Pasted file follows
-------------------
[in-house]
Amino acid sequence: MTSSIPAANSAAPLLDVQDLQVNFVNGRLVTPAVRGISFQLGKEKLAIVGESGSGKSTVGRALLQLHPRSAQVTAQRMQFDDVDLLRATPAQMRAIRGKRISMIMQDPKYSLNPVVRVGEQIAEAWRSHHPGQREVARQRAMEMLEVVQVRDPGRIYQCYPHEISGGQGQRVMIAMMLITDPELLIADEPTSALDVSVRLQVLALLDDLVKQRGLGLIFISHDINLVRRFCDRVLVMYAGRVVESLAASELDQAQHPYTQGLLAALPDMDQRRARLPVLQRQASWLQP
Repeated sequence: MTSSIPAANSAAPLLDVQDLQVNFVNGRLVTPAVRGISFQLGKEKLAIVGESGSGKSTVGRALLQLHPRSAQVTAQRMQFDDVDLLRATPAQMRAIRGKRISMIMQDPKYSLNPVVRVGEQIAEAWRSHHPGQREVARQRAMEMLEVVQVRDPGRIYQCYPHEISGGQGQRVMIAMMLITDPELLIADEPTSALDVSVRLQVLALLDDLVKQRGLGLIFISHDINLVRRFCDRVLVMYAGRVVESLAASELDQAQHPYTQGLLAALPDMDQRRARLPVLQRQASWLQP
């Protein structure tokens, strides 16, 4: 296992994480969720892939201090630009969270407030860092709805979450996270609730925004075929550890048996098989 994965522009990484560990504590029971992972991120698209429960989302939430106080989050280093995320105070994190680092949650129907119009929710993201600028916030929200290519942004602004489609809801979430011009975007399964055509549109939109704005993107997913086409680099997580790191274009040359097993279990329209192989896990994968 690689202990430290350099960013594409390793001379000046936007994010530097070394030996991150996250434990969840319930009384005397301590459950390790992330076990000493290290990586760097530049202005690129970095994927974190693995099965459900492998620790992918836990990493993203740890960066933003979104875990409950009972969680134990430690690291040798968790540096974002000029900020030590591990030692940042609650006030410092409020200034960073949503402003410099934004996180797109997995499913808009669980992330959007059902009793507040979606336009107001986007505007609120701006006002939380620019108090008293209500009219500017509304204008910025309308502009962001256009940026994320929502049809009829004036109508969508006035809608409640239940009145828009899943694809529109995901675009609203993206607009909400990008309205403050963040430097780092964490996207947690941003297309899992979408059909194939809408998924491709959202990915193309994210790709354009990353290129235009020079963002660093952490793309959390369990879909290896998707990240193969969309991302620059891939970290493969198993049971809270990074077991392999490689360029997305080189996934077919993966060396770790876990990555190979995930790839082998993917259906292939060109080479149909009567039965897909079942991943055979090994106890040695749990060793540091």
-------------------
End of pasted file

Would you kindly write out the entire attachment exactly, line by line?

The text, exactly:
[in-house]
Amino acid sequence: MTSSIPAANSAAPLLDVQDLQVNFVNGRLVTPAVRGISFQLGKEKLAIVGESGSGKSTVGRALLQLHPRSAQVTAQRMQFDDVDLLRATPAQMRAIRGKRISMIMQDPKYSLNPVVRVGEQIAEAWRSHHPGQREVARQRAMEMLEVVQVRDPGRIYQCYPHEISGGQGQRVMIAMMLITDPELLIADEPTSALDVSVRLQVLALLDDLVKQRGLGLIFISHDINLVRRFCDRVLVMYAGRVVESLAASELDQAQHPYTQGLLAALPDMDQRRARLPVLQRQASWLQP
Repeated sequence: MTSSIPAANSAAPLLDVQDLQVNFVNGRLVTPAVRGISFQLGKEKLAIVGESGSGKSTVGRALLQLHPRSAQVTAQRMQFDDVDLLRATPAQMRAIRGKRISMIMQDPKYSLNPVVRVGEQIAEAWRSHHPGQREVARQRAMEMLEVVQVRDPGRIYQCYPHEISGGQGQRVMIAMMLITDPELLIADEPTSALDVSVRLQVLALLDDLVKQRGLGLIFISHDINLVRRFCDRVLVMYAGRVVESLAASELDQAQHPYTQGLLAALPDMDQRRARLPVLQRQASWLQP
């Protein structure tokens, strides 16, 4: 296992994480969720892939201090630009969270407030860092709805979450996270609730925004075929550890048996098989 994965522009990484560990504590029971992972991120698209429960989302939430106080989050280093995320105070994190680092949650129907119009929710993201600028916030929200290519942004602004489609809801979430011009975007399964055509549109939109704005993107997913086409680099997580790191274009040359097993279990329209192989896990994968 690689202990430290350099960013594409390793001379000046936007994010530097070394030996991150996250434990969840319930009384005397301590459950390790992330076990000493290290990586760097530049202005690129970095994927974190693995099965459900492998620790992918836990990493993203740890960066933003979104875990409950009972969680134990430690690291040798968790540096974002000029900020030590591990030692940042609650006030410092409020200034960073949503402003410099934004996180797109997995499913808009669980992330959007059902009793507040979606336009107001986007505007609120701006006002939380620019108090008293209500009219500017509304204008910025309308502009962001256009940026994320929502049809009829004036109508969508006035809608409640239940009145828009899943694809529109995901675009609203993206607009909400990008309205403050963040430097780092964490996207947690941003297309899992979408059909194939809408998924491709959202990915193309994210790709354009990353290129235009020079963002660093952490793309959390369990879909290896998707990240193969969309991302620059891939970290493969198993049971809270990074077991392999490689360029997305080189996934077919993966060396770790876990990555190979995930790839082998993917259906292939060109080479149909009567039965897909079942991943055979090994106890040695749990060793540091």